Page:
Symptom clustering. The VA study searched for potentially new syndromes through factor analysis. A separate article by Kang and colleagues (2002) found that 47 symptoms reported by veterans yielded six factors, only one of which contained a cluster of neurologic symptoms that did not load on any factors in the non-Gulf War deployed veterans. The symptoms in the cluster were 1) loss of balance/dizziness; 2) speech difficulty; 3) blurred vision; and 4) tremors/shaking. A group of 277 deployed veterans (2.4 percent) versus 43 non-deployed veterans (0.45 percent) met a case definition subsuming all four symptoms. The authors interpreted their findings as suggesting a possible unique syndrome related to Gulf War deployment that requires objective supporting clinical evidence.

TABLE A.5 Results of the VA Study

10 Most Common Self-Reported Symptomsa

Prevalence in Gulf War Veterans (%)

Prevalence in Non-Gulf War Veterans (%)

Runny nose

56

43

Headache

54

37

Unrefreshing sleep

47

24

Anxiety

45

28

Joint pain

45

27

Back pain

44

30

Fatigue

38

15

Ringing in ears

37

23

Heartburn

37

25

Difficulty sleeping

37

21

5 Most Common Self-Reported Chronic Medical Conditionsa

Prevalence in Gulf War Veterans (%)

Prevalence in Non-Gulf War Veterans (%)

Sinusitis

38.6

28.1

Gastritis

25.2

11.7

Dermatitis

25.1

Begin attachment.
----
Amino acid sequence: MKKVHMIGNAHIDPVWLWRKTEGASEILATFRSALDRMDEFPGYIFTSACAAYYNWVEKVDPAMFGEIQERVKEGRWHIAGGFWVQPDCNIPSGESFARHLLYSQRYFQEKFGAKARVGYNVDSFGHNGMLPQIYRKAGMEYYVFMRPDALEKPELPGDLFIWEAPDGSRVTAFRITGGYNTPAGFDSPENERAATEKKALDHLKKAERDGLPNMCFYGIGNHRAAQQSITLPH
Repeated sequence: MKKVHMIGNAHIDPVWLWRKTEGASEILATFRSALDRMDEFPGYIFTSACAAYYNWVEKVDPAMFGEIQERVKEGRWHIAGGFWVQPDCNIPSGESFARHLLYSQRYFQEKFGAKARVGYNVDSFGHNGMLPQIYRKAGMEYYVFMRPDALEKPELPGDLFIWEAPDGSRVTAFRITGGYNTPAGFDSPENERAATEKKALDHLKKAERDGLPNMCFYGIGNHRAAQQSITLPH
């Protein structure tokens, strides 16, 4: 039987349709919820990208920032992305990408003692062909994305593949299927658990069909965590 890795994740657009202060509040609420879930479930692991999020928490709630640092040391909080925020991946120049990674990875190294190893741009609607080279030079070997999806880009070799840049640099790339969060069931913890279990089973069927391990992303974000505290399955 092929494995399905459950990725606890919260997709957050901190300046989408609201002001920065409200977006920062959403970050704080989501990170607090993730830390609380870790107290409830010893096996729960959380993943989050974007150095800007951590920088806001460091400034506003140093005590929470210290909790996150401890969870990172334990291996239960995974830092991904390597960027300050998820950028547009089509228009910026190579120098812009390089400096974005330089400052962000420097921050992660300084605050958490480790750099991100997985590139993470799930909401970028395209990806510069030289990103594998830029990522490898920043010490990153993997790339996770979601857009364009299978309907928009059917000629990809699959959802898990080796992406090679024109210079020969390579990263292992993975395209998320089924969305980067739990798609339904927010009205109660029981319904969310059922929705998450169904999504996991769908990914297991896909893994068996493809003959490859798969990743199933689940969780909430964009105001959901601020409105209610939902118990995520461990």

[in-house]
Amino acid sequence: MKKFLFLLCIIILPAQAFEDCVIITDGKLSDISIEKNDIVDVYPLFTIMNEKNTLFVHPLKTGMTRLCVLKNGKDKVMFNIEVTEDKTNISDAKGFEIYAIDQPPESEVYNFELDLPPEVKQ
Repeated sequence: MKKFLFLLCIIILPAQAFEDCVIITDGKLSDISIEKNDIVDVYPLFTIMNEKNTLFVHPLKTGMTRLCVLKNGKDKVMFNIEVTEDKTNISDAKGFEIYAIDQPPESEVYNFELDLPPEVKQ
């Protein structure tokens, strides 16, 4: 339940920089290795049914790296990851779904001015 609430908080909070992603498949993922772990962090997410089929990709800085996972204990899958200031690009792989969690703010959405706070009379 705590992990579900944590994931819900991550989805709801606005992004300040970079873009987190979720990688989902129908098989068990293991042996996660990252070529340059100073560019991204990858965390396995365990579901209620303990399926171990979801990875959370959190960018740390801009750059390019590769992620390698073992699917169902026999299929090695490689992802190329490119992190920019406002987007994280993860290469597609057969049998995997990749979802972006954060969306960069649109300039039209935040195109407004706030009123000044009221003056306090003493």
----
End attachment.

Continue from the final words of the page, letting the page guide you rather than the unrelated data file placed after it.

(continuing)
12.0

Arthritis

22.5

16.7

Frequent diarrhea

21.2

5.9

SOURCE: Kang et al., 2000.

aFor symptoms, subjects were asked whether symptoms were recurring or persistent during the previous 12 months. The differences in prevalence all are statistically significant (p<0.05).

Exposure-symptom relationships. A nested case-control analysis was performed on those who met the case definition to determine which of 23 self-reported exposures were more common among cases versus controls (Kang et al., 2002). Of nine exposures that were at least three times higher among deployed cases, two were solvent-related: CARC paint (51.2 percent in cases vs 16.3 percent in controls) and chemically contaminated food (73.4 percent in cases vs 20.6 percent in controls). No pesticide-related exposures were reported three or more times more frequently in cases versus controls. Dose-response was not studied because of the nature of the dataset regarding self-reported exposure.

The article covering the large cohort (Kang et al., 2000) did not assess exposure-symptom relationships. It reported on exposures only by compiling the percentages of veterans who reported each of 23 environmental exposures and nine vaccine or prophylactic exposures (such as to pyridostigmine bromide). The five most common environmental exposures reported by more than 60% of survey participants were to diesel, kerosene, or other petrochemical fumes; to local food other than that provided by the armed forces; to chemical protective gear; to smoke from oil-well fires; and to burning trash or feces. Table



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